After writing parts 1 & 2 about social, political, and ecological aspects of wolves in ecosystems, L. David Mech, a world-renowned wolf researcher wrote me regarding trophic cascades and human views towards wolves. Dave has conducted wolf research on Isle Royale and has been involved in biological and social aspects of wolf study across the continent since 1958. My articles were reasonably accurate. There are aspects that could use clarification. It is an enormous challenge to adequately discuss a topic in short space. George Monbiot’s description has validity and supportable evidence but L. David Mech and I think other variables influence how much wolves direct trophic cascading. Evidence-based scientific studies will help self-correct current knowledge.

Key points from the previous articles were that some people want wolves protected, others want them exterminated, while others want them managed to protect livestock, pets, and wildlife populations while allowing wolves to thrive. The November ballot options were both defeated. One ballot proposal would have allowed a small politically appointed group to make decisions regarding hunting. The other would have created a wolf-hunting season managed by DNR wildlife biologists. The current practice to manage wolves on an individual basis when and if a problem develops will continue. That is social/political aspect.

The greatest numbers of votes were probably cast on emotion rather than science supported data. Most people do not have the time or inclination to read scientific studies before decision-making.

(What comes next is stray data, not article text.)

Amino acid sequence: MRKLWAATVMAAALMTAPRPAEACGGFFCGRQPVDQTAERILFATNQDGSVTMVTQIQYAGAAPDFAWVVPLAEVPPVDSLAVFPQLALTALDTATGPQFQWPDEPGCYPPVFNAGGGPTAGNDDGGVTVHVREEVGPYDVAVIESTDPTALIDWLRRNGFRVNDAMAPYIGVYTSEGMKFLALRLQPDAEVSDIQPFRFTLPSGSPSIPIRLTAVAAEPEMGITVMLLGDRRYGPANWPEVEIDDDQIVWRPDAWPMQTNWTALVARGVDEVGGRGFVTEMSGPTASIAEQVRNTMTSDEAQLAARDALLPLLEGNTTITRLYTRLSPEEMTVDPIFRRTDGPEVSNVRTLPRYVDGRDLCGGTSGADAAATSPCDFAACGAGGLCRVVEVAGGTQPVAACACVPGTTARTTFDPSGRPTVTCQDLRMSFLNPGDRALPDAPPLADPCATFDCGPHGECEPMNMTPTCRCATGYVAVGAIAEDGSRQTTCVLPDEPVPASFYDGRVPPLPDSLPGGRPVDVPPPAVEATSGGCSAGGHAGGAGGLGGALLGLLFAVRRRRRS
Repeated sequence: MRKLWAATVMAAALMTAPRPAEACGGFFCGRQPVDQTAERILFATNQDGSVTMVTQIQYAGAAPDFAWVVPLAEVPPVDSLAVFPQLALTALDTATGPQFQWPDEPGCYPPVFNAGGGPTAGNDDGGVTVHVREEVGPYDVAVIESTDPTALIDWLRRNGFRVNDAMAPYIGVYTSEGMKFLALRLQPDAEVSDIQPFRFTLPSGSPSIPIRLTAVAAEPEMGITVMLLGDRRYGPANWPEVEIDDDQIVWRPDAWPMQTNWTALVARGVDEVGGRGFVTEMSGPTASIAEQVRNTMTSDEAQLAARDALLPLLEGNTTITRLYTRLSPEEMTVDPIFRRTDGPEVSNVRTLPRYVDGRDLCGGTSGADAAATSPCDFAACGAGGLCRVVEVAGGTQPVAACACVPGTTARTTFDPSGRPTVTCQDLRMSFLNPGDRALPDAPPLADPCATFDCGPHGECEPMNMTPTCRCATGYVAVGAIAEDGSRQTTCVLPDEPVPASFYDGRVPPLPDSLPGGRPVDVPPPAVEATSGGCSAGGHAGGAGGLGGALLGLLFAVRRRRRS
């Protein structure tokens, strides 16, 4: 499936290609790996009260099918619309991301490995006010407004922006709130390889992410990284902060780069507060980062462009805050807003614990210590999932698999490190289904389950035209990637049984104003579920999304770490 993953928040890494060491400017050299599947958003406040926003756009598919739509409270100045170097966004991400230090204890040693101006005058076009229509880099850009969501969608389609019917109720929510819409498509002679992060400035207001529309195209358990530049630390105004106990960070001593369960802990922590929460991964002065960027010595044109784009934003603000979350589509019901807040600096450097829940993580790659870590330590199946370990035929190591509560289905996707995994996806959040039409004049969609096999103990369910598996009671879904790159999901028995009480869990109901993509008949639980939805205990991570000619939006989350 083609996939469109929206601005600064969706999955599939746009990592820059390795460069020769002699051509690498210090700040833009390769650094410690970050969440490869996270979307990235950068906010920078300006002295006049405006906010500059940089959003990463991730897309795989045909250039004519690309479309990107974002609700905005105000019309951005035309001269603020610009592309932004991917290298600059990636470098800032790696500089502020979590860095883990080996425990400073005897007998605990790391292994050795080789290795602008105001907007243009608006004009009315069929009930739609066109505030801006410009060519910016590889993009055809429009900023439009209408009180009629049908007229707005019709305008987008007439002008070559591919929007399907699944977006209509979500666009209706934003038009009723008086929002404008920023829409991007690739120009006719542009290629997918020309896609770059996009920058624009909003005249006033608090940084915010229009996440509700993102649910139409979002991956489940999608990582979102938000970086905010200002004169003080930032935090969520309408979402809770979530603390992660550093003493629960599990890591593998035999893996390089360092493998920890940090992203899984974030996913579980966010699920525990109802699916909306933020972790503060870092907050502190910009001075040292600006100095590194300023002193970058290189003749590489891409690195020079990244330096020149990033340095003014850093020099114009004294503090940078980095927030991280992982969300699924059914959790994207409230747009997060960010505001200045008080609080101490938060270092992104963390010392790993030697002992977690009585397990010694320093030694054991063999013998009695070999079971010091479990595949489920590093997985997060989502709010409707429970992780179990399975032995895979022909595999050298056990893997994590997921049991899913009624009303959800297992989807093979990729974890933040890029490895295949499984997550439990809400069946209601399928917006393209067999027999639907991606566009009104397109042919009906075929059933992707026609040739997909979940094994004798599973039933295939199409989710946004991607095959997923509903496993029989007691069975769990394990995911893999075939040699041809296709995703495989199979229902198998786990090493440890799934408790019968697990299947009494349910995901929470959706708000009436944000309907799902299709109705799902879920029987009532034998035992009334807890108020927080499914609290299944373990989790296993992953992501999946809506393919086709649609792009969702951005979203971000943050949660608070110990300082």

Scientific research gathers data to draw conclusions. It is the nature of science to challenge all studies and look for weakness in study design and conclusions. Through the process, studies are repeated to verify data accuracy and to correct errors. Science is self-correcting and is constantly refined toward making accurate conclusions.

Our instant satisfaction society wants definitive answers and conclusions immediately. Such conclusions are often applied to all situations instead of being applied to specific circumstances. Historically wolves were hated (emotional) and extirpated from most of the United States. The Endangered Species Act allowed recovery in some regions including Michigan’s Upper Peninsula where biological recovery has been achieved. The species was delisted in recovery areas but most of the continent’s historic wolf range remains without wolves. That is the scientific aspect.